I think alignment is best handled as its own track(s) with zones.
The game almost entirely a tactical miniatures wargame. Who wants to get into an ethical debate while killing monsters?
Those of us who want to add certain roleplaying elements might want to do just that.
I have two volumes with me right now containing ancient Chinese stories, and most of them involve monks going out into the world and doing whatever they thought they needed to, law and tradition be damned.
Let me provide an example. I was playing a cleric recently. A LN, Inquisitor-style cleric. Several games into the campaign, the DM informed me that I was playing my cleric as more Good than anything else. And he's right, I was. My character was a nice, sweet, helpful guy. It just so happened that we hadn't come across anything to interact with my character's "punish, torture, kill!" side yet. By the rules in the DMG, he was absolutely correct to remind me that I could shift.
If a character repeatedly acts in ways not appropriate for his listed alignment, then the DM is encouraged to intervene.
Err, the former can't be Lawful. Says so in the rules. Of course, by the description of the alignments,
Lawful describes every tribal concept I've ever seen, even those from which barbarians supposedly hail, but the rules say they can't be Lawful-aligned.
And what about monks who don't give a wet slap about the rules? Plenty of them in the stories, too.
The point is how much repeatedly is; according to RAW, it can't be just a few times, moreover the way you play AL depends heavily on your bg.
The example doesn't work well though, being a conservative is much more specific than being LN, since it identifies a range of well defined ideas and contexts.
Personally, I'd check your bg:if you've always been a "sweet" guy who learnt inquisition means just to better protect your country/faith, you could be LG as LN, if you ,because of work of inquisitor, became the lonely cleric who makes the "hard work" ,with little mercy for his foes, then you should shift to LG.
Anyway, not providing situations where your char's personality could be shown, is troublesome for the definition of your AL during the campaign.
Wait, I said there were two types of barbarians:
- the true-world "barbarian" concept: the "non-roman" who belongs to germanic-celtic tribes
- the "barbarian" character class in d&d: the tribe man who can enter rage and other things.
For the first one, there's no definition in d&d, so it can have any AL matches his background.
D&D borrowed the idea of barbarian class from Roman culture: uncivilized,violent and furius beings, but "barbarians" don't have to get some levels of barbarian class to be what they are in D&D.
There are plenty of stories where, to become a martial artist, you have to wake up very early in the morning, train (painfully)all the day, being focus on some idea of purity/spiritual strength/truth, and obey your superiors and monastery taboos as well.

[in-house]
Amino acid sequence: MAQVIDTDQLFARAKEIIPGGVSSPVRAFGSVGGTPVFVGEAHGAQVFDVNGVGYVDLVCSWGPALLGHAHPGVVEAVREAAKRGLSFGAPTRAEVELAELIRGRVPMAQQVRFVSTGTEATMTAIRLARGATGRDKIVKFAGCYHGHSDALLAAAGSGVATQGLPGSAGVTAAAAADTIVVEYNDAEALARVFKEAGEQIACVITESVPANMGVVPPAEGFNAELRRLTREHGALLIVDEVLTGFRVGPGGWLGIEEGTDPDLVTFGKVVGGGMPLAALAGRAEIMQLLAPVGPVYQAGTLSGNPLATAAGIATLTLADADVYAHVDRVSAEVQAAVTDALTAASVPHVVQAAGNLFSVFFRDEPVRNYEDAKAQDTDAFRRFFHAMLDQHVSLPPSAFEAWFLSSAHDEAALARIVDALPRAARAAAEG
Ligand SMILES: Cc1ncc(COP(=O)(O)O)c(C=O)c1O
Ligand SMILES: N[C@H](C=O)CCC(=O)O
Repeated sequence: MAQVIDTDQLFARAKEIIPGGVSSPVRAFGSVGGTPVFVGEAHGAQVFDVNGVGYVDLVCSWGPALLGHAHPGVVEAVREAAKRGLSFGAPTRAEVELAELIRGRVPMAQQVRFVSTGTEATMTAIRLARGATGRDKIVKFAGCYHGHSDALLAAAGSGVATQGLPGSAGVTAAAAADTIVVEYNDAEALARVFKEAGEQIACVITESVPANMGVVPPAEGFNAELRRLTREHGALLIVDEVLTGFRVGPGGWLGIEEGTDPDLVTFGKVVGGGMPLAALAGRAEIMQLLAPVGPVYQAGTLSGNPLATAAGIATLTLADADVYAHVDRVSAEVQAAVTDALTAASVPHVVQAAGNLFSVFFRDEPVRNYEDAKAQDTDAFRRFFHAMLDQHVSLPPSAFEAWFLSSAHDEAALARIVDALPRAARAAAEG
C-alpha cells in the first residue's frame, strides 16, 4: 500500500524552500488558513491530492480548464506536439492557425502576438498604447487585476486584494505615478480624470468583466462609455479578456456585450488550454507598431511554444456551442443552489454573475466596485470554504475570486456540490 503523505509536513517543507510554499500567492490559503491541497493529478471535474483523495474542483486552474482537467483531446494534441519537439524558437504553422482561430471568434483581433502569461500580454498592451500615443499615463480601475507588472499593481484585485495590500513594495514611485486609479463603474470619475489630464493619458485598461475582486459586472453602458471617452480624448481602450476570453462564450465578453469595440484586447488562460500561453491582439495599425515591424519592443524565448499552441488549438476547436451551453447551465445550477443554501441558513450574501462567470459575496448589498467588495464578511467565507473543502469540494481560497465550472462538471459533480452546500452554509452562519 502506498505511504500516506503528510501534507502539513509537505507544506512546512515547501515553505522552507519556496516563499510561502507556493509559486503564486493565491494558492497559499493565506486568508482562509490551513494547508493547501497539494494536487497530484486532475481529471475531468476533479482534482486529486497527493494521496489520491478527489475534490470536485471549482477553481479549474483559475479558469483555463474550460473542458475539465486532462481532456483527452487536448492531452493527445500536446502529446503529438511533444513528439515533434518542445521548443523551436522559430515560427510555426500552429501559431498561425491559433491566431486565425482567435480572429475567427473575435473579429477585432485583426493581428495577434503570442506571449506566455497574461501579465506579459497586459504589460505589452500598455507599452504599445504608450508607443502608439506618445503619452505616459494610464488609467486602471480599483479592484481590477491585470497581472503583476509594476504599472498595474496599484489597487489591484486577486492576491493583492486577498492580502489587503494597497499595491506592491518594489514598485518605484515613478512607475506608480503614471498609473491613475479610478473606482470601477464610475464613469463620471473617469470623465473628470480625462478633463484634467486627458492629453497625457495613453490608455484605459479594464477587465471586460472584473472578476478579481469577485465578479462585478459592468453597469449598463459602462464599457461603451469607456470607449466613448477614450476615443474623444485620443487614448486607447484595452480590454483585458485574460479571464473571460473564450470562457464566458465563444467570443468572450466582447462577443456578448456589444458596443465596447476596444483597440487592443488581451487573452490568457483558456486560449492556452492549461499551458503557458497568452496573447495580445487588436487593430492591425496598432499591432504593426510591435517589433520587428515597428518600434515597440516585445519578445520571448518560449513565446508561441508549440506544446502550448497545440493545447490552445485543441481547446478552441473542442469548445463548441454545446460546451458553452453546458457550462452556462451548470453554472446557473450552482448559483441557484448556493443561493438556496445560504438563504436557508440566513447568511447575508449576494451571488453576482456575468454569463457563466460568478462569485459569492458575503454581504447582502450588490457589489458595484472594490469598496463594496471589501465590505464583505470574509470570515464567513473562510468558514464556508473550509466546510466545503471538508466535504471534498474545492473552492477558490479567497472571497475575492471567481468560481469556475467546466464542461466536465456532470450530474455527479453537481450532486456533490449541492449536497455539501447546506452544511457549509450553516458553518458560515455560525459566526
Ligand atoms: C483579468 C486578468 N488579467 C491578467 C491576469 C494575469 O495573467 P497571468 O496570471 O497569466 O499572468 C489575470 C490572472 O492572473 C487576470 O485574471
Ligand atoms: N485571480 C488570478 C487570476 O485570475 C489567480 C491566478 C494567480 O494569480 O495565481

Being lawful means believing that there's a way of living, made of "law" and principles to adhere to, it doesn't address any particular law.
I can be a redeemed monk ,who grew in an evil monastery, and broke the laws I used to believe, to follow new ones, which I drawn on my own.
I too think the alignment system is oversimplified. It makes it hard to play an evil PC and not have him kill for fun. Most people expect it of you. "You are the evil PC, so why havent you gone on a murderous rampage yet?" "Cause I am not THAT evil!" It should be by degrees. Not every CE person you meet is going to be anywhere near as bad as a demon. Just like that LG Paladin over there may not be as virtous and just as an Astral Deva.
There it is: Martial Artist is someone who trained in martial Arts; Fighting Monk is someone who had intense physical and Spiritual training, following more or less precise teachings (something like Zen or whatever else)... that's in what the Monk is Lawful: he follows those rules, though he may wander, disagree with/disrespect others' traditions (besides, any person can despise traditions which don't belong to him, even the stereotype of Legality)...
I don't agree with Monk's Alignment restriction (especially 3.5's), but I understand what the developers wanted to say, and I must admit that the thought is not wrong...
Alignment is only one part of what shapes a character's world view. Other influences include but are not limited to: age, race, gender, ability scores, character class(es), social/economic class, education, religion (or lack therof), national origin, political views, membership in any organizations, and the specifics of personal experience.
Yes, alignment has bearing upon all of those things, and is in turn influenced by all of those things, but it is by no means the end-all of a character's thoughts or actions.
You can have two people who match up exactly in all of the above catagories, and yet still have differences in their personalities and outlook.
The whole point is that it's simplified. Alignment is not supposed to be a personality assessment of your character. It's a rough way of categorizing what values are considered important in the default setting. The labels "conservative" and "liberal" are also oversimplified. But in the right contexts, they can be useful for making comparisons.
Well, the problem is isn't so much with alignment, as with alignment restrictions for classes. Furthermore, I think the reason you find alignment so stifling is because you take it too literally.
As long as their behavior coincides with their alignment, perhaps with small exceptions. I've had friends tell me what they thought my alignment would be, in DnD terms, and why. I've heard everything from LG to CN. And each and every one of them was fully justified. The alignment system is insufficient to describe me, a rather young man from an unremarkable background in the modern United States. Are fantasy adventurers supposed to be less complex?
It's partly fault of the 3rd Ed. PHBs. When you look into the 2nd Ed. PHB, you'll find alignment throughly and easily understabable explained.
Yes, they are.
They are not real people, they are fictional characters in a fantasy setting. In that setting, Good, Evil, Law, and Chaos are very real forces very basic to reality. Mortals are affected by this, and their personal natures are described in those cosmic terms.
And you're True Neutral, because you have both Lawful and Chaotic aspects. :P See, we have the same alignment, and we don't agree on stuff! :D